(We're well past 25% funded in just 48 hours! We're so appreciative of your support. Below is the first of a few in-depth articles I've written to hopefully shed more light on the design of Hero Generations)
When I started designing Hero Generations, my goal was to build a game that, through gameplay, would allow players to feel a complex set of emotions I had experienced myself. The lessons I pulled from that experience felt like universal human truths that others might benefit from experiencing too. During the early design process, I wrote the below summary of how I planned to achieve the aesthetic experience I wanted in the game. I figured I would share it with you now since details on the topic in the Kickstarter description are pretty light.
Hero Generations Design Philosophy
Hero Generations aims to be both a personal expression and experiment in distilling deep strategy gameplay into a shorter form experience. The intent is to build a game system around familiar personal life experiences everyone can relate to, and over time reveal insights about the following core themes:
- What is worth our limited life time?
- What do we sacrifice to pursue the things we love?
- The value of thinking long term vs short term; planning for a better future vs immediate personal achievement.
- The value of putting down roots vs staying free to explore passions.
- The impact of nature vs nurture.
Mechanically, I will reveal these themes via the following systems:
- A hero with a limited lifespan, and permanent death. Each turn choice should matter because the stakes are high.
- An expanding, variety of valid goals to pursue (it should be an interesting puzzle for you to chart your life path amid static, dynamic, and hidden objectives).
- Quick-play sessions leading to rapid generational iteration. I want to expose the long-term effects of player actions as soon as possible, so enabling players to play many generations is key.
- World permanence and persistence leads to a connection between generations, and allows players to leave a lasting (positive or negative) impact on the game world.
- Generational variety through mating, to expose different choices with each new child hero. It’s not one story; it’s an exploration of a concept.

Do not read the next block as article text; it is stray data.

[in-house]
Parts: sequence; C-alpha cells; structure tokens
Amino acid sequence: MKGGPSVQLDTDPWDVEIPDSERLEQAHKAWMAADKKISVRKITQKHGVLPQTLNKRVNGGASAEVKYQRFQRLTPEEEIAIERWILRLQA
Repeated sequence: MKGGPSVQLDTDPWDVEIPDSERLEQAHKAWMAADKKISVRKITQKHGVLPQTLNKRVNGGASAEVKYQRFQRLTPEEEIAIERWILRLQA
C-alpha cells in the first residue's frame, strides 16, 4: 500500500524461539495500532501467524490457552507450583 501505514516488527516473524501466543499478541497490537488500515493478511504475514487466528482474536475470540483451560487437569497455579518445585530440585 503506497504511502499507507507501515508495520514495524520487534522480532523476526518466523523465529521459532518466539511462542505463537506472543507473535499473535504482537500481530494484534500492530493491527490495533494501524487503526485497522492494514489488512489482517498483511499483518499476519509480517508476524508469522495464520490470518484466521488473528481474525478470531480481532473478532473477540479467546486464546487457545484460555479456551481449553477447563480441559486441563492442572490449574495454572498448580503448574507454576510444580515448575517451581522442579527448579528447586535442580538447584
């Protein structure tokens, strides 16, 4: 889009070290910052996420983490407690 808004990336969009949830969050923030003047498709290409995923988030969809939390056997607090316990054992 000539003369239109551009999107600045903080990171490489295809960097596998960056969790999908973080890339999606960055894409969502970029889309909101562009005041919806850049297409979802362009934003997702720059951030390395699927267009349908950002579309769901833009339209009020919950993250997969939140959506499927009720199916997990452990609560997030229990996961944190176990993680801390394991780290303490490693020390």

- Making classic strategy game mechanics accessible in quick play sessions. Give people a replayable short form version of 4X Strategy that they can chain into longer epic legacies on their schedule.
- Keep everything beloved about Rogue-likes, but fix the pain of permadeath by allowing players to continue on as an heir with similar characteristics.
- Play with procedural generation to make each game varied and personalized.
The influence list for the game is quite varied. A number of games were useful references for solving hard design problems:
- Oasis (single screen exploration structure, elegant, quick-play strategy)
- Civilization Revolution (4x made casual, on console)
- Passage (limited lifespan, rapid character growth/aging)
- The Legend of Zelda (adventure unlocking structure, non-linear exploration, item system)
- Super Mario World (aesthetic, surprise, “little world”)
- Spelunky (random generation, accessible rogue-like)
- Risk (combat simplicity, design)
- Minesweeper (uncertain/dangerous grid-based exploration with “tells”)
- Super Mario 3 (mini-game integration)
- Settlers of Catan, Carcassonne (Varied Quests types – victory pts/fame design unify varied goals)
- LOVE (Procedural generation, graphical evolution)
- Braid (careful match of visual tone and mechanical communication)
Thanks for reading,